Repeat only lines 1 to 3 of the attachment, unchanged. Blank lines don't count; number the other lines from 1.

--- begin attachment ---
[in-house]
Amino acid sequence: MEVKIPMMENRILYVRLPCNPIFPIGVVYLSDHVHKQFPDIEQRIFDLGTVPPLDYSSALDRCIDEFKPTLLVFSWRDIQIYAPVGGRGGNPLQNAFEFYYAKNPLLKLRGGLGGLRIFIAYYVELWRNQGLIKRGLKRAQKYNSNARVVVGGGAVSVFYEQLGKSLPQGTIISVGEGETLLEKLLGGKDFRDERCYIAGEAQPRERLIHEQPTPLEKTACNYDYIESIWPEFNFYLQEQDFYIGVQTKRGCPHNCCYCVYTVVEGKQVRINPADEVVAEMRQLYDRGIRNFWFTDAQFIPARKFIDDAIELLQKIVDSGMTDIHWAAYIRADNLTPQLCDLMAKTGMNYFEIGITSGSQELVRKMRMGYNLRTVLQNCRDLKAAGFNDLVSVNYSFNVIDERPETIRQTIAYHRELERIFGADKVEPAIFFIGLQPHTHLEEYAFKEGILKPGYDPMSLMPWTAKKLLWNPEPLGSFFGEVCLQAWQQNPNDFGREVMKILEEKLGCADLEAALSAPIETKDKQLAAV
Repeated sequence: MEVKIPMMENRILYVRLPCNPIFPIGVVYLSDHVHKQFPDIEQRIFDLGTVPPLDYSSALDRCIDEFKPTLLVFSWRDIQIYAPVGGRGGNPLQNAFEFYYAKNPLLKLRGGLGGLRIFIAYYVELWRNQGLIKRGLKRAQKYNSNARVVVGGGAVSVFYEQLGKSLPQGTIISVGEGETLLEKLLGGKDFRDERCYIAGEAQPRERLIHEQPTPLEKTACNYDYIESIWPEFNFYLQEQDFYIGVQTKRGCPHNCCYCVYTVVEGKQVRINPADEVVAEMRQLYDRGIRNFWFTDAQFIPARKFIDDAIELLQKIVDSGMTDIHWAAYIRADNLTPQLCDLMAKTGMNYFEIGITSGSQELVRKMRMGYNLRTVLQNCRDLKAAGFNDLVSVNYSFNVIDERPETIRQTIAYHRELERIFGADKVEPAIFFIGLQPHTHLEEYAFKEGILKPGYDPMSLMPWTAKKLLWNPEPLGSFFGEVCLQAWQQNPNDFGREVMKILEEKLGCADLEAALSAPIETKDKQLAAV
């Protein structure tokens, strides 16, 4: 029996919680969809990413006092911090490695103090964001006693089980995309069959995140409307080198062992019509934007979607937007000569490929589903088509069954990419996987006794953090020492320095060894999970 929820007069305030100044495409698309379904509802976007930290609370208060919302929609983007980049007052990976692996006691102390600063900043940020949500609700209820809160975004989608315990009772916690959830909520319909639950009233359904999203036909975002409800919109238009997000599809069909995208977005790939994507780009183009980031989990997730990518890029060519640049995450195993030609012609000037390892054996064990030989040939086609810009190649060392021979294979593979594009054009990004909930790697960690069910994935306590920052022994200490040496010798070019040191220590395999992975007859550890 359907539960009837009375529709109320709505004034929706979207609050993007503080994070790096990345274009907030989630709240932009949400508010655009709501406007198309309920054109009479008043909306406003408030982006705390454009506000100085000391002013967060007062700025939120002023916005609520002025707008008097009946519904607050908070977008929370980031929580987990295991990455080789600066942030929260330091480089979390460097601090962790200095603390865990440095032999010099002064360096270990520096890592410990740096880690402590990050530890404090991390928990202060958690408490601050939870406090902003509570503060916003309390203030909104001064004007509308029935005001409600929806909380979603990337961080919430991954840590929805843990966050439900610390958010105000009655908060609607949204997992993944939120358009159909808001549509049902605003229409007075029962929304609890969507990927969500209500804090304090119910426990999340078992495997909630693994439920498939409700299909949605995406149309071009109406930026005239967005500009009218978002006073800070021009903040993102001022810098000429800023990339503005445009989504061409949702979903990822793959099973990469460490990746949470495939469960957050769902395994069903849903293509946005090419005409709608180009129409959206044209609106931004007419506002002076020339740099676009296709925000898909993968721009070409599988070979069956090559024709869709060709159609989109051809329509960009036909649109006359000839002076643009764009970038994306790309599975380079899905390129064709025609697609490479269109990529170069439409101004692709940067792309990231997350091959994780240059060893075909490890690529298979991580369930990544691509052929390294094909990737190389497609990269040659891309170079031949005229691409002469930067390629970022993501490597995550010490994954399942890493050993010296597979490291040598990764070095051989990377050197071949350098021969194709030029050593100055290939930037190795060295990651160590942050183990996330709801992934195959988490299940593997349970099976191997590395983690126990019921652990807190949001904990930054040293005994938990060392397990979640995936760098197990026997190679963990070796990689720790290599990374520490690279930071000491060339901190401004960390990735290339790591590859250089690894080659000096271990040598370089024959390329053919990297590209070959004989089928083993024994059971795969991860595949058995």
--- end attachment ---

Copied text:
[in-house]
Amino acid sequence: MEVKIPMMENRILYVRLPCNPIFPIGVVYLSDHVHKQFPDIEQRIFDLGTVPPLDYSSALDRCIDEFKPTLLVFSWRDIQIYAPVGGRGGNPLQNAFEFYYAKNPLLKLRGGLGGLRIFIAYYVELWRNQGLIKRGLKRAQKYNSNARVVVGGGAVSVFYEQLGKSLPQGTIISVGEGETLLEKLLGGKDFRDERCYIAGEAQPRERLIHEQPTPLEKTACNYDYIESIWPEFNFYLQEQDFYIGVQTKRGCPHNCCYCVYTVVEGKQVRINPADEVVAEMRQLYDRGIRNFWFTDAQFIPARKFIDDAIELLQKIVDSGMTDIHWAAYIRADNLTPQLCDLMAKTGMNYFEIGITSGSQELVRKMRMGYNLRTVLQNCRDLKAAGFNDLVSVNYSFNVIDERPETIRQTIAYHRELERIFGADKVEPAIFFIGLQPHTHLEEYAFKEGILKPGYDPMSLMPWTAKKLLWNPEPLGSFFGEVCLQAWQQNPNDFGREVMKILEEKLGCADLEAALSAPIETKDKQLAAV
Repeated sequence: MEVKIPMMENRILYVRLPCNPIFPIGVVYLSDHVHKQFPDIEQRIFDLGTVPPLDYSSALDRCIDEFKPTLLVFSWRDIQIYAPVGGRGGNPLQNAFEFYYAKNPLLKLRGGLGGLRIFIAYYVELWRNQGLIKRGLKRAQKYNSNARVVVGGGAVSVFYEQLGKSLPQGTIISVGEGETLLEKLLGGKDFRDERCYIAGEAQPRERLIHEQPTPLEKTACNYDYIESIWPEFNFYLQEQDFYIGVQTKRGCPHNCCYCVYTVVEGKQVRINPADEVVAEMRQLYDRGIRNFWFTDAQFIPARKFIDDAIELLQKIVDSGMTDIHWAAYIRADNLTPQLCDLMAKTGMNYFEIGITSGSQELVRKMRMGYNLRTVLQNCRDLKAAGFNDLVSVNYSFNVIDERPETIRQTIAYHRELERIFGADKVEPAIFFIGLQPHTHLEEYAFKEGILKPGYDPMSLMPWTAKKLLWNPEPLGSFFGEVCLQAWQQNPNDFGREVMKILEEKLGCADLEAALSAPIETKDKQLAAV